First impressions, second thoughts and the third degree:
Instead of simply vacating the results from its scandal-plagued 2010 college football season — Is there a lamer sanction than that in response to major NCAA violations? — Ohio State should be directed to take the gesture a step further.
As a symbol of the lost season, the school should be required to turn over all gate receipts from one of its eight home games to the Big Ten Conference.
Ohio Stadium has a listed seating capacity of 102,329. Single-game tickets cost $70. Let the math begin.
That’s a penalty that will sting, not to mention get the attention of schools that don’t have the crater-deep pockets of The Ohio State University and thus can’t afford to run afoul of the NCAA rulebook.
The Buckeyes have one of the highest annual operating budgets in the nation (around $120 million) and the one of the most expensive football tickets in the Big Ten. The penalty would come with a two-year moratorium on ticket increases, so the burden won’t be transferred immediately to fans.
What should the Big Ten do with the money? Split it among the other 11 schools to use as they see fit. The knowledge that Ohio State is underwriting the opposition might hurt worse than the price tag itself.
FINISH WHAT YOU’VE STARTED: Any time the forces of patriotism and drama are rubbed together under the lights of a world stage, as was the case with the U.S. women’s soccer team Sunday, you end up with an enduring story.
Decades from now, there’s a great chance we’ll look back on the improbable win over Brazil in the World Cup quarterfinals and find a place for it on a list of all-time clutch performances in American sports history.
For that to happen — for that last-gasp tying goal by Abby Wambach and penalty-kick magic by goaltender Hope Solo to be properly immortalized — the Americans can’t falter now. They have to beat France on Wednesday and claim the World Cup title against either Sweden or Japan.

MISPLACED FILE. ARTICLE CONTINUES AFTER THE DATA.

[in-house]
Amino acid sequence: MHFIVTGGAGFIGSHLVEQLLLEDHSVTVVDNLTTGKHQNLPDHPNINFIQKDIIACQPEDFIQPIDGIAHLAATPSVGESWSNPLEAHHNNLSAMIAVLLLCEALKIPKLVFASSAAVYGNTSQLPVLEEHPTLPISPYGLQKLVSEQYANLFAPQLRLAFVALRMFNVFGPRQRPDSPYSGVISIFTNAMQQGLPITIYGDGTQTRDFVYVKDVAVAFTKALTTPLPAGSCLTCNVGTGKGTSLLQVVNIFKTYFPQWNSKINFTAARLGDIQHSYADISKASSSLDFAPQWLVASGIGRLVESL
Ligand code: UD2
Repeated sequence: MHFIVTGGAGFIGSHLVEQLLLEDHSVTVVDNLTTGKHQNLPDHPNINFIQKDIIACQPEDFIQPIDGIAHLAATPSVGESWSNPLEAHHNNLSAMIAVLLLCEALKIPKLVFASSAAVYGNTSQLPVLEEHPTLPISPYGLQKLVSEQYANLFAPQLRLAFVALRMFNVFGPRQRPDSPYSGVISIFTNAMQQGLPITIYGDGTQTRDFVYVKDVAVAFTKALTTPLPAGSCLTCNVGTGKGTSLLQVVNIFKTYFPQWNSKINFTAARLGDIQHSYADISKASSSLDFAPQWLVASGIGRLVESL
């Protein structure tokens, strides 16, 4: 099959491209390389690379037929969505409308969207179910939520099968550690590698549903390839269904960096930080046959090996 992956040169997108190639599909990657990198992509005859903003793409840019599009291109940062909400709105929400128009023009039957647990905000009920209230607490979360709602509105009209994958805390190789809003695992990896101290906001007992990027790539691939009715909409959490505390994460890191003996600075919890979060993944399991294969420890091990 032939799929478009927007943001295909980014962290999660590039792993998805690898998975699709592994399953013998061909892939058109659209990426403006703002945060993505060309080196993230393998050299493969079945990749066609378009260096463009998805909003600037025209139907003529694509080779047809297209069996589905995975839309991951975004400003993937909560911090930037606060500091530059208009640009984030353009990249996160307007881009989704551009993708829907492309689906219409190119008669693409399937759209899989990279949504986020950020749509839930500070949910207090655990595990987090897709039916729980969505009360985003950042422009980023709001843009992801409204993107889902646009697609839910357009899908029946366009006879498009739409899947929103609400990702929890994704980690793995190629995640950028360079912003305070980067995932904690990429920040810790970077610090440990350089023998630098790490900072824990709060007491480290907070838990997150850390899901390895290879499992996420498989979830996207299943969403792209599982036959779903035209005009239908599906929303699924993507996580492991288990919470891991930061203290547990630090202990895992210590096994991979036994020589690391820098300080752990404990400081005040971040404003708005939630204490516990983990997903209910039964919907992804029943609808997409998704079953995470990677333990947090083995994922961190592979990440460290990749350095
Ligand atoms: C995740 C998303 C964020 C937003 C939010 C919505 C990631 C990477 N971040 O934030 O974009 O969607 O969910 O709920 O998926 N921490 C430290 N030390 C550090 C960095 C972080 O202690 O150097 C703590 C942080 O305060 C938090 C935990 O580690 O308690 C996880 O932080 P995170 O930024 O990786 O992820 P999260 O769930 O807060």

PAY HEED TO AN INNOCENT TRAGEDY: It’s unbearably sad that a 6-year-old boy watched his father tumble to his death at a baseball game last week — Shannon Stone, a veteran firefighter, fell 20 feet while reaching for a ball tossed to him by Texas outfielder Josh Hamilton — because of the innocent sentiment surrounding the moment.
A father was just trying to do something memorable for his son. A star-crossed player was just trying to do something nice for someone else.
Now a child is scarred and a player who has battled his share of demons — drugs and alcohol — has another burden to carry.
If there is any good to come of the incident, hopefully it will be that baseball fans will think twice before turning away from the action to text someone, to talk on a cellphone or tend to a small child while sitting close to the action. A lot of tragedy can come to life in the blink of an eye.
WE CAN DO WITHOUT IT: If the current labor conflict in the NFL takes preseason games off the table, how is that not awesome for the fans?
Instead of giving in to one of the great shams of sports — paying full price to watch a watered-down product — we can instantly gear up for games that really matter.
Contact Andy Baggot at firstname.lastname@example.org or 608-252-6175.